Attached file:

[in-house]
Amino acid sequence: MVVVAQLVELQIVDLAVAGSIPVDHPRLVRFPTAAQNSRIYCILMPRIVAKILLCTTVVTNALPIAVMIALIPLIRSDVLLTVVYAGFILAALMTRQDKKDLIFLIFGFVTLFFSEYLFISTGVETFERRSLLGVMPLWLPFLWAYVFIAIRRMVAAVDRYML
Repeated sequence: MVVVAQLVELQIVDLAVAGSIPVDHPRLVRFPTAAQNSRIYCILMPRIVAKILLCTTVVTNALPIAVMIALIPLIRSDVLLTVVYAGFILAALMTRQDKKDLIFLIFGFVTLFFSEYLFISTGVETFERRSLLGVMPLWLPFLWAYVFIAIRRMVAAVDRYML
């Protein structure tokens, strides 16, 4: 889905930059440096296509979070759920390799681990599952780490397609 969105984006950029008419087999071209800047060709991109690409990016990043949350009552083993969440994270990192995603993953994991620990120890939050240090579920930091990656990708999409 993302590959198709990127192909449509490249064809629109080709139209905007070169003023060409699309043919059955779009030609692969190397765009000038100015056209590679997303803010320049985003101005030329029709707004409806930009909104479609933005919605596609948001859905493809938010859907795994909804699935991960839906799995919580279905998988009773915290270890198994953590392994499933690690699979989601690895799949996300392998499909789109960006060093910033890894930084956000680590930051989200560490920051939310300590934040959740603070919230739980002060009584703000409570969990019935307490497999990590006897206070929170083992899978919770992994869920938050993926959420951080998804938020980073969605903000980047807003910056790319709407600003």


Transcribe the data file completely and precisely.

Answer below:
[in-house]
Amino acid sequence: MVVVAQLVELQIVDLAVAGSIPVDHPRLVRFPTAAQNSRIYCILMPRIVAKILLCTTVVTNALPIAVMIALIPLIRSDVLLTVVYAGFILAALMTRQDKKDLIFLIFGFVTLFFSEYLFISTGVETFERRSLLGVMPLWLPFLWAYVFIAIRRMVAAVDRYML
Repeated sequence: MVVVAQLVELQIVDLAVAGSIPVDHPRLVRFPTAAQNSRIYCILMPRIVAKILLCTTVVTNALPIAVMIALIPLIRSDVLLTVVYAGFILAALMTRQDKKDLIFLIFGFVTLFFSEYLFISTGVETFERRSLLGVMPLWLPFLWAYVFIAIRRMVAAVDRYML
């Protein structure tokens, strides 16, 4: 889905930059440096296509979070759920390799681990599952780490397609 969105984006950029008419087999071209800047060709991109690409990016990043949350009552083993969440994270990192995603993953994991620990120890939050240090579920930091990656990708999409 993302590959198709990127192909449509490249064809629109080709139209905007070169003023060409699309043919059955779009030609692969190397765009000038100015056209590679997303803010320049985003101005030329029709707004409806930009909104479609933005919605596609948001859905493809938010859907795994909804699935991960839906799995919580279905998988009773915290270890198994953590392994499933690690699979989601690895799949996300392998499909789109960006060093910033890894930084956000680590930051989200560490920051939310300590934040959740603070919230739980002060009584703000409570969990019935307490497999990590006897206070929170083992899978919770992994869920938050993926959420951080998804938020980073969605903000980047807003910056790319709407600003």